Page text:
Latest Alzheimer's News
"Sleep appears to be a missing piece in the Alzheimer's puzzle, and enhancing sleep may lessen the cognitive burden that Alzheimer's disease imparts," said study author Bryce Mander, a postdoctoral fellow at the University of California, Berkeley.
It's not clear how sleep and memory affect -- or are affected by -- the accumulation of beta amyloid plaques, believed to interfere with mental functioning. Still, the study findings hint at a major message regarding Alzheimer's, said Mander, who works at the university's Sleep and Neuroimaging Laboratory.
For the new study, Mander and colleagues recruited 26 mentally healthy adults ages 70 to 79. They underwent brain imaging to assess plaque buildup, and were asked to remember pairs of words before and after a night's sleep. Overnight, researchers measured their brain waves, and the next day they conducted MRI scans during the memory testing.
Those patients with the highest levels of amyloid plaques in one part of the brain -- the medial prefrontal cortex -- had lighter sleep and higher levels of memory problems, the researchers found.
"It is not so much that memory after sleep is important, but that sleep after initial learning is important to help us retain memory for a longer period of time," Mander said.
The study suggests -- but does not prove -- that insufficient deep sleep contributes to "a reduced ability to cement memories in the brain over the long-term, resulting in greater memory loss," he noted.
In particular, disrupted sleep can lead to impairment of "episodic memory," which helps people remember events, Mander said.
"For example, what we had for breakfast last Tuesday and who we were with, and what that person's name is. This is a critical form of memory that helps us navigate our daily lives. Without it, we quickly become lost, and our interaction with our world disjointed," Mander explained.
Dr. Ricardo Osorio, research assistant professor of psychiatry with the Center for Brain Health at NYU Langone Medical Center in New York City, said sleep disorders "have a significant impact on caregivers and are a common cause for early institutionalization."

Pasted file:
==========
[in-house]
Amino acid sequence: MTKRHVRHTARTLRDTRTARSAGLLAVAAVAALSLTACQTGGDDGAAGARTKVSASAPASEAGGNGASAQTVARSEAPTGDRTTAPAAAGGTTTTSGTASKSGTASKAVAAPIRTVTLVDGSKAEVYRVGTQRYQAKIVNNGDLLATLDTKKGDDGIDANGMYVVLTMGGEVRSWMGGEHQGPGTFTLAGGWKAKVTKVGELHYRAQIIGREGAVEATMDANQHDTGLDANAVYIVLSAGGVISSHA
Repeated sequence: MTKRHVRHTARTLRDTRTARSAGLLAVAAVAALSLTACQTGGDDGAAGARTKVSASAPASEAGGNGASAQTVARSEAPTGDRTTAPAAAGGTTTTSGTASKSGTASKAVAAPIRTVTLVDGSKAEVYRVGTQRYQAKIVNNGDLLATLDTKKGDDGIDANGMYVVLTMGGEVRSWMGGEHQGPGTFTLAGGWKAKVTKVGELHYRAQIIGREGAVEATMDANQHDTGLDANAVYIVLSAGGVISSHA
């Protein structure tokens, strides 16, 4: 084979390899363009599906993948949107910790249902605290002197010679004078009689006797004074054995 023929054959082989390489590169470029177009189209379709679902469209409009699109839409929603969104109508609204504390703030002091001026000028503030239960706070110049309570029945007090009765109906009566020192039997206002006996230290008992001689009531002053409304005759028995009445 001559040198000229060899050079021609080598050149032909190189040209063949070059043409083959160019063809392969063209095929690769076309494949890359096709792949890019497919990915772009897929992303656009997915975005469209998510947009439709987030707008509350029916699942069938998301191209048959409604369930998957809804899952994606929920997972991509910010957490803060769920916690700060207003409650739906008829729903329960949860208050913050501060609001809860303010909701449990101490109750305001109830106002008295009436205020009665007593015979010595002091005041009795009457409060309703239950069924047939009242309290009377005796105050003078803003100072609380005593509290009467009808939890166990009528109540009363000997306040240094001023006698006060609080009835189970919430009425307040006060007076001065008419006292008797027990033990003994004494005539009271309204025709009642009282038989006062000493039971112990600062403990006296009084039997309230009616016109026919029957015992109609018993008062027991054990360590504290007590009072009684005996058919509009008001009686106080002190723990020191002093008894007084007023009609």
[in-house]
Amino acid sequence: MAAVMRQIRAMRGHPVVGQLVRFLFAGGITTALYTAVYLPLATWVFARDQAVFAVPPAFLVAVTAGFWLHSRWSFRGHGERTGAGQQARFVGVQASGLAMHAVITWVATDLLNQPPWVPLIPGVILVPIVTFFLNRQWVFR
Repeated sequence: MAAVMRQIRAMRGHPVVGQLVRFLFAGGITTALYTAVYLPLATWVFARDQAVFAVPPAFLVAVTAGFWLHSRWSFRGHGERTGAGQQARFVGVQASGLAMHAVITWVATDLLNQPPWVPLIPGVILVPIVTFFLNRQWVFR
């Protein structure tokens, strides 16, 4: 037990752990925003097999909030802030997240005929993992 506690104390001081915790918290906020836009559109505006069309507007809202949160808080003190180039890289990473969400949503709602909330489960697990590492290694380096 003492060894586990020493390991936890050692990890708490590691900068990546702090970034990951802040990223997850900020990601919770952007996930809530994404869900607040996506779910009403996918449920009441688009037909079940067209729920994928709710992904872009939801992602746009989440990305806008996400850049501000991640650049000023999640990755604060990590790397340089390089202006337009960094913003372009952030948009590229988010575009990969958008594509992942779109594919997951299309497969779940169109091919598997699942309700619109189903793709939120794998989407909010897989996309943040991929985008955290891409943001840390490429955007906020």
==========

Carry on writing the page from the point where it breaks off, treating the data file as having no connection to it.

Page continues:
But which comes first, poor sleep or accumulation of the brain plaques? Mander thinks they contribute to each other, creating a "vicious cycle" that leads toward Alzheimer's disease.
Osorio said the study does point to this possibility.
Is it possible that elderly people don't sleep as well as younger people, boosting their risk of Alzheimer's? Maybe not. Osorio said that "in healthy elderly individuals, the rate of normal sleep is quite high."
But poorer sleep throughout life appears to boost the risk of Alzheimer's, he said, and better sleep lowers the risk.
"Insomnia has been shown to promote cognitive decline in the elderly, and sleep apnea both increases the risk for developing Alzheimer's and reduces the age of onset of Alzheimer's," Orsio said. (Sleep apnea is a sleep disorder characterized by repeated breathing disruptions.)
In the big picture, both experts agreed, sleep matters, and better sleep can likely help on the Alzheimer's front.
The study was published in the June 1 issue of Nature Neuroscience.
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